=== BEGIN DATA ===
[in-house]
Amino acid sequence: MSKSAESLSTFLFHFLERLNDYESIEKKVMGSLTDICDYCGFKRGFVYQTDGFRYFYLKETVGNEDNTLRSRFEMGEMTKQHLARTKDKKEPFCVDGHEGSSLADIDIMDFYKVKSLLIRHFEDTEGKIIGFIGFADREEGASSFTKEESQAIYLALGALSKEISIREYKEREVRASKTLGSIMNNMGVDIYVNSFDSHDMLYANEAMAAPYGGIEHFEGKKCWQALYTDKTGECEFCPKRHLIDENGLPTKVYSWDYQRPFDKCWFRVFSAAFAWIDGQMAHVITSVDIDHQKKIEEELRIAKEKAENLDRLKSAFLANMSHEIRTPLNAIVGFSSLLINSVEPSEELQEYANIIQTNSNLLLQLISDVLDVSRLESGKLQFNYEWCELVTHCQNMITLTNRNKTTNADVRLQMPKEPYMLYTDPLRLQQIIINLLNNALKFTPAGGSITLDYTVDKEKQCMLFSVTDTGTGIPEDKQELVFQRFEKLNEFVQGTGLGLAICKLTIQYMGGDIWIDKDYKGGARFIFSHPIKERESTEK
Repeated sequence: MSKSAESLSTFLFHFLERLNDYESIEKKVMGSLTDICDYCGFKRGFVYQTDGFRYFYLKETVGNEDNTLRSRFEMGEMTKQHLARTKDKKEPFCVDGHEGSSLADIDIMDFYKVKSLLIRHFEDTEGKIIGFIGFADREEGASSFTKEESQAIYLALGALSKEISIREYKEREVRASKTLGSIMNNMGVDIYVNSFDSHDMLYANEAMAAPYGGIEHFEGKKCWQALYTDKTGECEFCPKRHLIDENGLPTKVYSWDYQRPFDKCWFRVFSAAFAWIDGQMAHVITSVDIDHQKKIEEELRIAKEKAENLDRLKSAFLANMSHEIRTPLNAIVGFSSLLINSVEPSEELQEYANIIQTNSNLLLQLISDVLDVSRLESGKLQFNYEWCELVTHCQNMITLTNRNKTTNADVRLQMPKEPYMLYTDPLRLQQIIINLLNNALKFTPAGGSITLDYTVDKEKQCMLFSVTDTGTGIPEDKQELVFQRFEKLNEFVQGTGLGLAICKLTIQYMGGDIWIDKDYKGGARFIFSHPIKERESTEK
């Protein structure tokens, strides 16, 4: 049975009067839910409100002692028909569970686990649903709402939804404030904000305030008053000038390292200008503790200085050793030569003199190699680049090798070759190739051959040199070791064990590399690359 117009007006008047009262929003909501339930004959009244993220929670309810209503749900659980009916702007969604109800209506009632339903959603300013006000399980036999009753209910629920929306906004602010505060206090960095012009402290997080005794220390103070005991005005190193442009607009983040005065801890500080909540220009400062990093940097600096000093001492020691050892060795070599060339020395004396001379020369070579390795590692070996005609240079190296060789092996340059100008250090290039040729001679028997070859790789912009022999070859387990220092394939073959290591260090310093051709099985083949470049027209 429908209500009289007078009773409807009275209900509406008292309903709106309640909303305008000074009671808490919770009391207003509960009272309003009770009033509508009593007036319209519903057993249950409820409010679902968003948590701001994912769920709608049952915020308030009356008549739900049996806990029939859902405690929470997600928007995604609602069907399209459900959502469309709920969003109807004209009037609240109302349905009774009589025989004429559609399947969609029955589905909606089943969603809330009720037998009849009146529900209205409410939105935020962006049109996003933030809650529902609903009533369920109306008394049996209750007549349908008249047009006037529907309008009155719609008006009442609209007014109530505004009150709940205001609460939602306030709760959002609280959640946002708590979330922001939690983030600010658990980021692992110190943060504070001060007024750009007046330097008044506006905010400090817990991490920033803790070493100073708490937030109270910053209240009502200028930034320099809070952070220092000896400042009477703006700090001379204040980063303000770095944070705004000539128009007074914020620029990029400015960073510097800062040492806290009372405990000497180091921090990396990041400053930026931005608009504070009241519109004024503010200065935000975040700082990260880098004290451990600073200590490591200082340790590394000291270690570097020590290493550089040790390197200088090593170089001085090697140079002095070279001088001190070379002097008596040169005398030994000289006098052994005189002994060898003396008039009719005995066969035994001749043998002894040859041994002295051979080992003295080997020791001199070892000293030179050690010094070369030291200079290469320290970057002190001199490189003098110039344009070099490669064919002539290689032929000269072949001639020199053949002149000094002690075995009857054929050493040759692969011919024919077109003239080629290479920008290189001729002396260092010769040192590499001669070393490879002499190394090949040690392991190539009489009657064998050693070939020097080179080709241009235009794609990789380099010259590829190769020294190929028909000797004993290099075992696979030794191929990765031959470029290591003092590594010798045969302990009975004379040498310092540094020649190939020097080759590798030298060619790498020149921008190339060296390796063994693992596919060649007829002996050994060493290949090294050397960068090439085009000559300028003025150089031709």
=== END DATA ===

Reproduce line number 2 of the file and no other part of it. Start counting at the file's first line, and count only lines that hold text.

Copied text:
Amino acid sequence: MSKSAESLSTFLFHFLERLNDYESIEKKVMGSLTDICDYCGFKRGFVYQTDGFRYFYLKETVGNEDNTLRSRFEMGEMTKQHLARTKDKKEPFCVDGHEGSSLADIDIMDFYKVKSLLIRHFEDTEGKIIGFIGFADREEGASSFTKEESQAIYLALGALSKEISIREYKEREVRASKTLGSIMNNMGVDIYVNSFDSHDMLYANEAMAAPYGGIEHFEGKKCWQALYTDKTGECEFCPKRHLIDENGLPTKVYSWDYQRPFDKCWFRVFSAAFAWIDGQMAHVITSVDIDHQKKIEEELRIAKEKAENLDRLKSAFLANMSHEIRTPLNAIVGFSSLLINSVEPSEELQEYANIIQTNSNLLLQLISDVLDVSRLESGKLQFNYEWCELVTHCQNMITLTNRNKTTNADVRLQMPKEPYMLYTDPLRLQQIIINLLNNALKFTPAGGSITLDYTVDKEKQCMLFSVTDTGTGIPEDKQELVFQRFEKLNEFVQGTGLGLAICKLTIQYMGGDIWIDKDYKGGARFIFSHPIKERESTEK